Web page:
My high need for relatedness is a strong source for motivation in my life. It has motivated me to get involved on campus and to join a sorority in my sophomore year of college. It motivates me to reach out to girls in my sorority to cultivate meaningful relationships with a few that will last, rather than surface deep relationships with every member. My sister always used to tease me when we were younger that she was “just so popular” (direct quote) when I only had a few friends. However, this never made me upset because I felt that it was the quality of these relationships that mattered versus the quantity of friendships I possessed. It is this need that continues to motivate me to stay in touch with a select few childhood friends, to call my family at least once a week, and to be a good person and friend.

As far as the picture with the fish I think a hypothetical (although perhaps outlandish) situation could be created to relate to each of the psychological needs. For autonomy, let’s say the fish feels trapped in its fish-bowl with no control over its environment. It is jumping out of the fishbowl to seek a more freeing environment. For competence, let’s say the fish has been practicing jumping out of water for some time. It is a task that it feels challenging and enjoyable. Jumping out of the fishbowl requires high skill and when the fish jumps it experiences flow. Finally for relatedness, the fish is probably lonely in his fish bowl. He is jumping out to seek company in his neighboring fishbowl. While perhaps ridiculous, each of these situations can illustrate the three psychological needs.

Terms: psychological needs, autonomy, competence, relatedness, organismic, perceived locus of causality, volition, perceived choice, autonomy-supportive and controlling motivation style, engagement, flow, feedback, communal and exchange relationships, internalization, engagement model

Summary Of Chapter:
This chapter discusses that three different psychological needs that are present in an organism needs to function at an optimal level. They are autonomy. competence, and relatedness. These, according to the book, have been adaptive mechanisms needed to survive. Each of these is a psychological function that served a purpose throughout the course of history.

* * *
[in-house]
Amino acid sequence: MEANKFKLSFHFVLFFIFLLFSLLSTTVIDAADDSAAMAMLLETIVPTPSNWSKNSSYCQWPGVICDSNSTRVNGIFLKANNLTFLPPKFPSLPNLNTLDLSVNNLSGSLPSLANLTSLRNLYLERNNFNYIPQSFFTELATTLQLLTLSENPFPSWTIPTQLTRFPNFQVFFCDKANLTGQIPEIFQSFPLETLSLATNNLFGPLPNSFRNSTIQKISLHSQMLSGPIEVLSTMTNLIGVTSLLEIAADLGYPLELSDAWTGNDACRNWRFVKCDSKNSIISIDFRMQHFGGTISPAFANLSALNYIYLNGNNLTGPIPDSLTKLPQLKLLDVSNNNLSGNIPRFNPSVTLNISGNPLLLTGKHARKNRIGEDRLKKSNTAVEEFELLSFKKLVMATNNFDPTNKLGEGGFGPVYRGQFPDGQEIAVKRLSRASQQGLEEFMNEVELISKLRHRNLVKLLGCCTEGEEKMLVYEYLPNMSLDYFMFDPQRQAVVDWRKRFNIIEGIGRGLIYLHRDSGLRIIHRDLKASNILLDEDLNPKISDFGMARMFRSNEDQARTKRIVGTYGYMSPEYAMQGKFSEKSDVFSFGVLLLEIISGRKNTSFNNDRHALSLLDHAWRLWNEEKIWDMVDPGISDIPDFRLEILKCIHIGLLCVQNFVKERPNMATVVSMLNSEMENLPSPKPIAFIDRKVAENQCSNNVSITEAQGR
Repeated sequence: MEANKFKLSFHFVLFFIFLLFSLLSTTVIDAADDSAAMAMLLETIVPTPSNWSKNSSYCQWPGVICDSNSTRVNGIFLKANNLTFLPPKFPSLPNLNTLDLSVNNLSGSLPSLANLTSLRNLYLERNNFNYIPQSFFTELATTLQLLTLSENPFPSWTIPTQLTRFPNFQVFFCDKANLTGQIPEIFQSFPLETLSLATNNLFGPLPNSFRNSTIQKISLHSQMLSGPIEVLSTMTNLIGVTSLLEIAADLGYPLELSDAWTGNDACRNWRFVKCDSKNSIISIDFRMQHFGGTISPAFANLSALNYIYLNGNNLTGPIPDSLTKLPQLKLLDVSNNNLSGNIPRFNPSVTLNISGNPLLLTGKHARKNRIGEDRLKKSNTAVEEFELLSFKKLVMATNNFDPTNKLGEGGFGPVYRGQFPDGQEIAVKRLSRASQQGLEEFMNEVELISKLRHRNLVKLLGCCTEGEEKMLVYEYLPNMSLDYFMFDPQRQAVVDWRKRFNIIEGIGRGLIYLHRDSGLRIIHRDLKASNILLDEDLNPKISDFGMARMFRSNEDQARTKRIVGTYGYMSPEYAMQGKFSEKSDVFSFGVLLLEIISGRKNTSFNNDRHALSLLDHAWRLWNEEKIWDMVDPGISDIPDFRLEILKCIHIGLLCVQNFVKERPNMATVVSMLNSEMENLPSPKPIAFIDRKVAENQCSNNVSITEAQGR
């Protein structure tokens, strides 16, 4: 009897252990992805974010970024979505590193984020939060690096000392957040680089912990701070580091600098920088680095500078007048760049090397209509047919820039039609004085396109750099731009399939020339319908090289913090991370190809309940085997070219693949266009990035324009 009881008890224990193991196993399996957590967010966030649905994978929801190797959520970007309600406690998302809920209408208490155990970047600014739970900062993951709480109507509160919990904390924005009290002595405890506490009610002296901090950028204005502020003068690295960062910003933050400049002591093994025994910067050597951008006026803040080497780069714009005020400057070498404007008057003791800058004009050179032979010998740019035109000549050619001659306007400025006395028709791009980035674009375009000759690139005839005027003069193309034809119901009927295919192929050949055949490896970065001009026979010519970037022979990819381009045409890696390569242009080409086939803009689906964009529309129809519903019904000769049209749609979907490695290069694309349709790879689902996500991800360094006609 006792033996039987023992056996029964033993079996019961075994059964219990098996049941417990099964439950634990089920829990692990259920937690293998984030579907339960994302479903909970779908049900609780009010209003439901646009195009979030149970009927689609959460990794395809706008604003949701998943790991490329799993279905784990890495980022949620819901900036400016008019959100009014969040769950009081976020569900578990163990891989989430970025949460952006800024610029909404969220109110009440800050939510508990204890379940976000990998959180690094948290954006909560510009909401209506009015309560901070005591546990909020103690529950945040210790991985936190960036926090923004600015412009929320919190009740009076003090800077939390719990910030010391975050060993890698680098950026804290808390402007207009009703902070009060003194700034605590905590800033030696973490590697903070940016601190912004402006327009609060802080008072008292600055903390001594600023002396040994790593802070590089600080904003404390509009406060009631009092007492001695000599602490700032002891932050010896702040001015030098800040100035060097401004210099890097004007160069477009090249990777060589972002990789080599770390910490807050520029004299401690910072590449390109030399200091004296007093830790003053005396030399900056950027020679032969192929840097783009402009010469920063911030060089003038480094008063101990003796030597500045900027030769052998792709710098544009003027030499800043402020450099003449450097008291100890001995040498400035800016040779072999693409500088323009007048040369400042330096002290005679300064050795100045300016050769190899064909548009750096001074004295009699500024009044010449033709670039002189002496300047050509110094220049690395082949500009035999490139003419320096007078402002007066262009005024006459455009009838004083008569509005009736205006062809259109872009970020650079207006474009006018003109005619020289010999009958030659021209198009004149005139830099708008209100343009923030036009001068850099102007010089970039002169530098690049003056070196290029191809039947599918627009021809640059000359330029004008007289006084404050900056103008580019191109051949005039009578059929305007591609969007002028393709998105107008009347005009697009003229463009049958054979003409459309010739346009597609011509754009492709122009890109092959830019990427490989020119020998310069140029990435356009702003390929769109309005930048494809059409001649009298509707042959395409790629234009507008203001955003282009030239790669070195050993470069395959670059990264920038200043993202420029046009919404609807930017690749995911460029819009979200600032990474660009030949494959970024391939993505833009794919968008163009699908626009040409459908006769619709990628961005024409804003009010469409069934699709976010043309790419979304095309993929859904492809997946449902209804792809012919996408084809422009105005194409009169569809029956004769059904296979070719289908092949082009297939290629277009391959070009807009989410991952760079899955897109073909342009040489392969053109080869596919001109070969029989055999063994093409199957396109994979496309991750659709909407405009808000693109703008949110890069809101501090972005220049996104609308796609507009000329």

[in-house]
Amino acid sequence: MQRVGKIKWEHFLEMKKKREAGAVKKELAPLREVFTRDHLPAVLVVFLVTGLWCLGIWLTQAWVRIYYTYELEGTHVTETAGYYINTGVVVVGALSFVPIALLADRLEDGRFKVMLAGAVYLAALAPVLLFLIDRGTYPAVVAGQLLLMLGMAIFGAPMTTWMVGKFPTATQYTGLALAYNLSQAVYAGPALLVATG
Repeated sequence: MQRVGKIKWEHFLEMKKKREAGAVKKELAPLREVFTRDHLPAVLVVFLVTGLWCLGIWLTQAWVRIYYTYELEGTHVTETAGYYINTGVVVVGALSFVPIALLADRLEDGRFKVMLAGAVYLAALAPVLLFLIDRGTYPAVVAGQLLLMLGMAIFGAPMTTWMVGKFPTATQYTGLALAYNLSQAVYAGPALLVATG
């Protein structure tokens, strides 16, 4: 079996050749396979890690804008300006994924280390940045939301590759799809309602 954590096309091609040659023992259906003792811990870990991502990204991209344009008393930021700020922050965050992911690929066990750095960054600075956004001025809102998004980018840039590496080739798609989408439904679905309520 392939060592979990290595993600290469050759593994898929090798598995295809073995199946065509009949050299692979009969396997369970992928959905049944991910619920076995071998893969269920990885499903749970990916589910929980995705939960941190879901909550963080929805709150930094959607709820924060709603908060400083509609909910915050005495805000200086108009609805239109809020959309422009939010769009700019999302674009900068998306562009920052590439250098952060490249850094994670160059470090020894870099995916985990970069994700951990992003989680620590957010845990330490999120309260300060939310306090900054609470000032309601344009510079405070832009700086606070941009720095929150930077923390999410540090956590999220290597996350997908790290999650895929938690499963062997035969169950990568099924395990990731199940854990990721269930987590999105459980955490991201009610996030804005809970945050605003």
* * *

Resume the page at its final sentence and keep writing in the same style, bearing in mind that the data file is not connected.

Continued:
Autonomy from the book is defined as a psychological need to for self-direction and personal endorsement. It more or less is the self-determination to pursue one's own interests. Autonomy is broken down into three different qualities. The perceived locus of causality, volition, and perceived choice. The first helps organisms to understand the source of why they are motivated to preform certain actions, while also not being motivated to preform others. Theses causes can be both internal (personal) or external (environmental). Examples of both of these would be reading a book for enjoyment as a hobby, or reading the same book because it is required from a particular class. Volition is the willingness to engage in certain behaviors. Does one have to be persuaded, or are they willing to do this without any influence at all. High volition is displayed when an organisms engages in an activity under their own willingness rather than being persuaded to. What is meant by perceived choice is when we, as organisms, are allowed to make choices based strictly on what we would prefer to do.

Competency is the ability for an organism to interact well and effectively with the environment that surrounds it. This is true of all aspects of life, from school to work to relationships with those around them. Competence drives individuals to use there skill and seek out and learn new challenges (as long as they are not too difficult). When organisms are able to complete asks on their own without assistance and are able to do these various tasks well they find a strong sense of accomplishment. If the task is too difficult then people become anxious and worry about the tasks, but if they are too easily completed then the person begins to become bored and will lose interest.